The Gray Area Foundation for the Arts has partnered with the San Francisco Department of Technology to launch Summer of Smart, a three-month intensive program that brings together designers, planners, architects, technologists, developers and other urbanists to create bold new ideas to address pressing issues in San Francisco. At the conclusion of the program, leading ideas will be presented to Mayoral candidates to inspire lasting change in the city.
The program includes three weekends of workshops covering Community Development and Public Art; Sustainability, Transportation, and Energy; and, Public Health, Food, and Nutrition. Each weekend, attendees are asked to focus on the following question:
What projects and applications should be built around urban issues facing San Francisco, and then presented to mayoral candidates for their feedback and support?
This is perhaps too big a question to start with. It seems that necessarily the process must start by identifying the existing issues and examining the feasibility of tech or open government-type solutions. That’s why it is so important that attendees include both those working within the government and those from the tech world.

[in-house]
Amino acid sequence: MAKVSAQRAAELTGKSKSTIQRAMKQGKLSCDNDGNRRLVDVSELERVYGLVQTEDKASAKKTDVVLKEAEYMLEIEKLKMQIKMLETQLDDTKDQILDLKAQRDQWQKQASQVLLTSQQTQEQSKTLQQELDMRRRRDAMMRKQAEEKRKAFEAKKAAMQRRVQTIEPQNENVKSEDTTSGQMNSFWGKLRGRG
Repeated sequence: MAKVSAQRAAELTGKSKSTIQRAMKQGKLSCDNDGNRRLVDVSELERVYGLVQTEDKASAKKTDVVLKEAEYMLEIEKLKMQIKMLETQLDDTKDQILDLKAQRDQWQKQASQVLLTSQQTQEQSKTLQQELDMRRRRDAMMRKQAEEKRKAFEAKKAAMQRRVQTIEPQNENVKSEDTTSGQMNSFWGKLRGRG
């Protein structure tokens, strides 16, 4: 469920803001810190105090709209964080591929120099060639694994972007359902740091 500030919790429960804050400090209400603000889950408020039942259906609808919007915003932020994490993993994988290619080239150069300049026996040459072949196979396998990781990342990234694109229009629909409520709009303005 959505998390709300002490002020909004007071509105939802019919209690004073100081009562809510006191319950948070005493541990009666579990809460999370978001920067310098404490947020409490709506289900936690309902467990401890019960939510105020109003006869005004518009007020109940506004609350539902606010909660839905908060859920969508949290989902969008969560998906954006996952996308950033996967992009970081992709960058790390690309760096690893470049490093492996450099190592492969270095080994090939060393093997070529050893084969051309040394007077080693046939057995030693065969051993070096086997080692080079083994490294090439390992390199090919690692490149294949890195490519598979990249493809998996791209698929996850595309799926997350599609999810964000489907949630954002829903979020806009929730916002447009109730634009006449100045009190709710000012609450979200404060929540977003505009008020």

Some solutions mentioned in their Twitter feed (#sfsos) and on the website so far include:
- Publicly-visible eBay for government contracts
- A management system for transit agencies to view real-time delay information, change operations
- The Neighborhood Game, designed to inspire people to meet their neighbors and learn more about their neighborhood
- Permit This, aggregating building permit info with building codes
A major success of the program could be simply to bring open government and technology into the mayoral debate. This video highlights the tech (il)literacy of each of the candidates.
- Terra Curtis